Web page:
One of the lingering “why do they do that” features of the internet is finally, albiet slowly, becoming a thing of the past: The loading of non-secured content on a secured page.
On May 23, Firefox 23 will be released, and by default, it will block any non-SSL content loading on an SSL page.
This means that any scripts, CSS, plugin contents, inline frames, fonts, or WebSockets that are loading with http instead of via https protocol will spark a notification to life.
Avoiding this mechanism will be images, video, or audio.
Which is good news for the unseemly side of the internet, in that it will still be possible to attack “secured” web pages via display content.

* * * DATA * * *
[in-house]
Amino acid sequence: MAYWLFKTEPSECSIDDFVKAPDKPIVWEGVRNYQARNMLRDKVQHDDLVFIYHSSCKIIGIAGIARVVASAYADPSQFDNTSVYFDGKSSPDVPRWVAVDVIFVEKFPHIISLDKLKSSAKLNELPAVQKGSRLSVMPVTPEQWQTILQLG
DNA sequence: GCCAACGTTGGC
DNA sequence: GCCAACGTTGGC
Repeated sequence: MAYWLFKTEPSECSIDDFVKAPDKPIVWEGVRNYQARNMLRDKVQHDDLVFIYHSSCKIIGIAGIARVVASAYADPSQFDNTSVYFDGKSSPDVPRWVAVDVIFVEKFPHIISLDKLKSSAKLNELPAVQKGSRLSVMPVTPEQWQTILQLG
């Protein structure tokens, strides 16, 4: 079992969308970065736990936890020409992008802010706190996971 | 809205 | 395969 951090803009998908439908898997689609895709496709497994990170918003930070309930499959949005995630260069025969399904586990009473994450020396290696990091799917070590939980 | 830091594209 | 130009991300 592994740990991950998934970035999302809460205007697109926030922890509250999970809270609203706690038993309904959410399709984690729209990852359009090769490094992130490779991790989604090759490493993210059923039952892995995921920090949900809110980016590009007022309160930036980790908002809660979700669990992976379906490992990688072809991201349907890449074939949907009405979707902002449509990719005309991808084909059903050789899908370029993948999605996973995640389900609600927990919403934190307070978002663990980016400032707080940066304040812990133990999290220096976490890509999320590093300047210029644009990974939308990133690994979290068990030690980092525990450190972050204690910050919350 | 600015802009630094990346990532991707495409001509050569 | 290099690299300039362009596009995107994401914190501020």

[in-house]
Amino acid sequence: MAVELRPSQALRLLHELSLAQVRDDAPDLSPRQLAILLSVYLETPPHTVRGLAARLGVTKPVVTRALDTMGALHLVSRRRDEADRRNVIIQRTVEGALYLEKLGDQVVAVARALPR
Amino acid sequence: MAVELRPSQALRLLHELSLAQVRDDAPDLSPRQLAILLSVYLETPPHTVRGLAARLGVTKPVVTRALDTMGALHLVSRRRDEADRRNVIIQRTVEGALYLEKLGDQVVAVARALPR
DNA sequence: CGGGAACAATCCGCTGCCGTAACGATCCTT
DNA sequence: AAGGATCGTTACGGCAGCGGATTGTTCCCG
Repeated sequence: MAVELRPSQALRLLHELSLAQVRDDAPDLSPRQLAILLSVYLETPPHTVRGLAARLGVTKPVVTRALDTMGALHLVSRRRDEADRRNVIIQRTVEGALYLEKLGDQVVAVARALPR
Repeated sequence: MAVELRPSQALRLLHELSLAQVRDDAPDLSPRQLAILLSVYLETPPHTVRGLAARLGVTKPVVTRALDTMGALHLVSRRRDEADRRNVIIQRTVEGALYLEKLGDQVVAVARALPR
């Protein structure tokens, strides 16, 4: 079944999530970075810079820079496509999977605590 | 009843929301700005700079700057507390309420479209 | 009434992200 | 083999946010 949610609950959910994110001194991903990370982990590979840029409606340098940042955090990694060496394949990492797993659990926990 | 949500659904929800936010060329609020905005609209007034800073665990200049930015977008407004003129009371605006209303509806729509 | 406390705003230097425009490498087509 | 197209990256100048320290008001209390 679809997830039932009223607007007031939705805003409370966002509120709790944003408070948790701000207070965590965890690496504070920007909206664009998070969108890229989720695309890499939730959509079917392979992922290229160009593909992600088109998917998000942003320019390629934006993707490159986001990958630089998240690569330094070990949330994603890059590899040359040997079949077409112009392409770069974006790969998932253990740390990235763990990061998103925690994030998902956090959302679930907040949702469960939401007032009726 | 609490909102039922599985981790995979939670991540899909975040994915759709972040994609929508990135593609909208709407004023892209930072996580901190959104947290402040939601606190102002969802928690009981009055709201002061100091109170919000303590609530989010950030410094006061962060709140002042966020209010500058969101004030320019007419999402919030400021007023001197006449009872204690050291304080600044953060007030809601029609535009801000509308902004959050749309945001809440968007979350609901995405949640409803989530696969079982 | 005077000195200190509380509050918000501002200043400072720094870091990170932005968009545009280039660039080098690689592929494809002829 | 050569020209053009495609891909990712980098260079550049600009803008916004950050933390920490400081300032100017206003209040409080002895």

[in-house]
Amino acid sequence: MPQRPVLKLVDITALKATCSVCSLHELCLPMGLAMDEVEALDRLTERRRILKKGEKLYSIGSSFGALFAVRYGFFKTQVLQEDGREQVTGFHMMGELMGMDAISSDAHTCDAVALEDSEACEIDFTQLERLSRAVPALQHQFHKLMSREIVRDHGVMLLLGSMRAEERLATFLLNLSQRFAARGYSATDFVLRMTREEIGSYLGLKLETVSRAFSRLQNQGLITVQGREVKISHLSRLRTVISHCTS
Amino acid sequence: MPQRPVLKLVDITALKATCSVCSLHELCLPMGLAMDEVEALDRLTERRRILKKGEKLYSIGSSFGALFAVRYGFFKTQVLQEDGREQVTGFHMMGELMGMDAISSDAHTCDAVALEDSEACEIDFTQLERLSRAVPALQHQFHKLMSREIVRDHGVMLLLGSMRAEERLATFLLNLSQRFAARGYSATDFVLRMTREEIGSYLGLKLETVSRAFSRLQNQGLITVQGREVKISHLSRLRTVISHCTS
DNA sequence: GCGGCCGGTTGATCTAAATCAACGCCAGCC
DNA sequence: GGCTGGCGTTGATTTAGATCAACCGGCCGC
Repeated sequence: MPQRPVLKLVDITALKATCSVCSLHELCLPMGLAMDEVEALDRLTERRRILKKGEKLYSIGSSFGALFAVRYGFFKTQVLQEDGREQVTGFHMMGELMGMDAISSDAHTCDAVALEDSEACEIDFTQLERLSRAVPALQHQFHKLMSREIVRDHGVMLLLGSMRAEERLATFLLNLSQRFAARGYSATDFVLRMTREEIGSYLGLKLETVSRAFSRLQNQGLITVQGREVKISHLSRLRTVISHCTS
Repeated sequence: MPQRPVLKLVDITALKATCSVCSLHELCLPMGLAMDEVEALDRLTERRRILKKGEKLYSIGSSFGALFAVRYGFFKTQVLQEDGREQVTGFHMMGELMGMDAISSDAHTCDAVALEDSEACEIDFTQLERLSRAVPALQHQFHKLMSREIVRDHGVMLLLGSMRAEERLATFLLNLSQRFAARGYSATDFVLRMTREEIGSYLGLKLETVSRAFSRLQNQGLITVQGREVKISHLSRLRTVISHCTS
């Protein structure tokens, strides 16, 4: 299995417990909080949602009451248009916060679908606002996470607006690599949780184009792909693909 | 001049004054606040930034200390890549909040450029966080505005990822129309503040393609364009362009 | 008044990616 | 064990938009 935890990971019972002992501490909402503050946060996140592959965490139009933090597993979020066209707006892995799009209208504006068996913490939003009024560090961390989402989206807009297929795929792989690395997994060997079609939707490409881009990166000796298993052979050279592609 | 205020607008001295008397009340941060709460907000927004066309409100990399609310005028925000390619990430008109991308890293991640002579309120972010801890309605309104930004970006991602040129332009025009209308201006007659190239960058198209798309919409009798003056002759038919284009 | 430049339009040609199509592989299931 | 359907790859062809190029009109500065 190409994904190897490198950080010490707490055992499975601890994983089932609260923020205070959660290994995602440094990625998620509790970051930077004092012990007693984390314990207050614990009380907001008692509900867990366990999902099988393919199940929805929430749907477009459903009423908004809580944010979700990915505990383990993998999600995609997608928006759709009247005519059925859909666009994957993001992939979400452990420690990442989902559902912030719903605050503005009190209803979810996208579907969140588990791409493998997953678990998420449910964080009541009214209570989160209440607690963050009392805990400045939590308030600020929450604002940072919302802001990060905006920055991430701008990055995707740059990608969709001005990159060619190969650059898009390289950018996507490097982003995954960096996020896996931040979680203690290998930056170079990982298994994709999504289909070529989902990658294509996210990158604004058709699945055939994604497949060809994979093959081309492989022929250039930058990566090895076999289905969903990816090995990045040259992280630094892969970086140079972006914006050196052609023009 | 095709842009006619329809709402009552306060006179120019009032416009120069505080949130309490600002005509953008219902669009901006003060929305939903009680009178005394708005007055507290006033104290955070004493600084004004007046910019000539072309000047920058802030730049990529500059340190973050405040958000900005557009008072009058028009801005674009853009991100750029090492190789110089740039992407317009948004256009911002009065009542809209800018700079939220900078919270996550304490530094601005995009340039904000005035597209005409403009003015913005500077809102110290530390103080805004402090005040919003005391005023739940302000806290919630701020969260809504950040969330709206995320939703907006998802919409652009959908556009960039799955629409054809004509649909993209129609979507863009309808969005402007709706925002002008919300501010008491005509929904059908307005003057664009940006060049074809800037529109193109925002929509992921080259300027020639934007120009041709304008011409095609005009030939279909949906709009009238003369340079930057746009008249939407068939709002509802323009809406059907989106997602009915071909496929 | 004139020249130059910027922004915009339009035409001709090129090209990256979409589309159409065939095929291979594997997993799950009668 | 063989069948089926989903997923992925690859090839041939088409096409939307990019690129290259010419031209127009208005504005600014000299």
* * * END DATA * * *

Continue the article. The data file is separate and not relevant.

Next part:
For the rest of us, it’s means that if you run an SSL site, make sure it loads all of its content from an appropriate protocol.
By switching the security.mixed_content.block_active_content option in a copy of Firefox later than version 18, you can have it operate like Firefox 23 by default. For those that do not keep up with Firefox release numbers (who does?), that means the latest version of Firefox, 20, has it.